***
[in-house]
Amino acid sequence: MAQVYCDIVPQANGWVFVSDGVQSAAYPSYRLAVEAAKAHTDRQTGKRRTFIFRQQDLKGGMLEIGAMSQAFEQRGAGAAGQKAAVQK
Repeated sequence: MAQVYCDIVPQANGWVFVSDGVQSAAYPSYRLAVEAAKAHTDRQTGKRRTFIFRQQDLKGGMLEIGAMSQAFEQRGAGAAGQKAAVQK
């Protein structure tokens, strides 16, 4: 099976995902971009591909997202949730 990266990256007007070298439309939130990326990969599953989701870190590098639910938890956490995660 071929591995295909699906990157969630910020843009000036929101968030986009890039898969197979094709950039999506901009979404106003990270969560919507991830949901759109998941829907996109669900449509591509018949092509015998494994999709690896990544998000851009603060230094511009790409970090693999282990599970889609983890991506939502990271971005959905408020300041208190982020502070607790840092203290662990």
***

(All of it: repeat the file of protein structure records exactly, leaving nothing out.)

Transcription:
[in-house]
Amino acid sequence: MAQVYCDIVPQANGWVFVSDGVQSAAYPSYRLAVEAAKAHTDRQTGKRRTFIFRQQDLKGGMLEIGAMSQAFEQRGAGAAGQKAAVQK
Repeated sequence: MAQVYCDIVPQANGWVFVSDGVQSAAYPSYRLAVEAAKAHTDRQTGKRRTFIFRQQDLKGGMLEIGAMSQAFEQRGAGAAGQKAAVQK
């Protein structure tokens, strides 16, 4: 099976995902971009591909997202949730 990266990256007007070298439309939130990326990969599953989701870190590098639910938890956490995660 071929591995295909699906990157969630910020843009000036929101968030986009890039898969197979094709950039999506901009979404106003990270969560919507991830949901759109998941829907996109669900449509591509018949092509015998494994999709690896990544998000851009603060230094511009790409970090693999282990599970889609983890991506939502990271971005959905408020300041208190982020502070607790840092203290662990």